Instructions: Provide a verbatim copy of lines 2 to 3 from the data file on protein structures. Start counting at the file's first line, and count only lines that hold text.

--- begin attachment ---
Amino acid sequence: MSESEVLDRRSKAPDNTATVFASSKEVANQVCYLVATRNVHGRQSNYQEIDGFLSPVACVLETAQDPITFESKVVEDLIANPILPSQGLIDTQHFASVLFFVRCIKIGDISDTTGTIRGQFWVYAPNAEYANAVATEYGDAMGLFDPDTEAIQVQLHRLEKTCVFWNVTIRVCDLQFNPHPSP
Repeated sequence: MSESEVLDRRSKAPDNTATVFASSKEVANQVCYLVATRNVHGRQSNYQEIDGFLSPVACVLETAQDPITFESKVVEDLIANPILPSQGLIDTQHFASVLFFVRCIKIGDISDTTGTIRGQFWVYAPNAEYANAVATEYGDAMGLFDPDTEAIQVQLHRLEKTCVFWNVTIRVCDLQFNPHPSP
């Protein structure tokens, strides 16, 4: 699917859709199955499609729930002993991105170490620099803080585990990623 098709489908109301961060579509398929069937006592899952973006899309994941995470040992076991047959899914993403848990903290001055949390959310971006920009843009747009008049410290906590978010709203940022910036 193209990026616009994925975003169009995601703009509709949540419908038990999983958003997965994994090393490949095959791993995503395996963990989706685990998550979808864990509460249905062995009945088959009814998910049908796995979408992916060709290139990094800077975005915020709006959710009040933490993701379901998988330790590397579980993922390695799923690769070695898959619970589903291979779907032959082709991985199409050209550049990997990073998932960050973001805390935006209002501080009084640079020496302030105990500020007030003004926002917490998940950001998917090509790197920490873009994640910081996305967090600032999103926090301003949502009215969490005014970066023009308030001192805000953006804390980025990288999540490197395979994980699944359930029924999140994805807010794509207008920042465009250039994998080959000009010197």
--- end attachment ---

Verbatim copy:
Repeated sequence: MSESEVLDRRSKAPDNTATVFASSKEVANQVCYLVATRNVHGRQSNYQEIDGFLSPVACVLETAQDPITFESKVVEDLIANPILPSQGLIDTQHFASVLFFVRCIKIGDISDTTGTIRGQFWVYAPNAEYANAVATEYGDAMGLFDPDTEAIQVQLHRLEKTCVFWNVTIRVCDLQFNPHPSP
């Protein structure tokens, strides 16, 4: 699917859709199955499609729930002993991105170490620099803080585990990623 098709489908109301961060579509398929069937006592899952973006899309994941995470040992076991047959899914993403848990903290001055949390959310971006920009843009747009008049410290906590978010709203940022910036 193209990026616009994925975003169009995601703009509709949540419908038990999983958003997965994994090393490949095959791993995503395996963990989706685990998550979808864990509460249905062995009945088959009814998910049908796995979408992916060709290139990094800077975005915020709006959710009040933490993701379901998988330790590397579980993922390695799923690769070695898959619970589903291979779907032959082709991985199409050209550049990997990073998932960050973001805390935006209002501080009084640079020496302030105990500020007030003004926002917490998940950001998917090509790197920490873009994640910081996305967090600032999103926090301003949502009215969490005014970066023009308030001192805000953006804390980025990288999540490197395979994980699944359930029924999140994805807010794509207008920042465009250039994998080959000009010197």